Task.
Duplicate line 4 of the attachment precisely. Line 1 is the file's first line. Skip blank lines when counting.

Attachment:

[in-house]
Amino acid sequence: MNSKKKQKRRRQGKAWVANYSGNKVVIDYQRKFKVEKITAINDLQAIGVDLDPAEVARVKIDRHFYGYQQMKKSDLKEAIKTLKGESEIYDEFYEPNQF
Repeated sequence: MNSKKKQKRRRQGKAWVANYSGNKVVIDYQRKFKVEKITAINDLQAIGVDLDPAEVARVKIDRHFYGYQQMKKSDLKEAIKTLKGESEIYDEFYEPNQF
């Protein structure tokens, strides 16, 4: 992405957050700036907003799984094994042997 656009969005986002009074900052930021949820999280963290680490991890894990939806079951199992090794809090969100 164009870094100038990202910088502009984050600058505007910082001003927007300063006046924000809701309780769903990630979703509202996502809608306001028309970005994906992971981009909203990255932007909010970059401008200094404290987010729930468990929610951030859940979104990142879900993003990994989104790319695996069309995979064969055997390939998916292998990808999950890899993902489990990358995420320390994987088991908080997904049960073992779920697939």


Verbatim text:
């Protein structure tokens, strides 16, 4: 992405957050700036907003799984094994042997 656009969005986002009074900052930021949820999280963290680490991890894990939806079951199992090794809090969100 164009870094100038990202910088502009984050600058505007910082001003927007300063006046924000809701309780769903990630979703509202996502809608306001028309970005994906992971981009909203990255932007909010970059401008200094404290987010729930468990929610951030859940979104990142879900993003990994989104790319695996069309995979064969055997390939998916292998990808999950890899993902489990990358995420320390994987088991908080997904049960073992779920697939």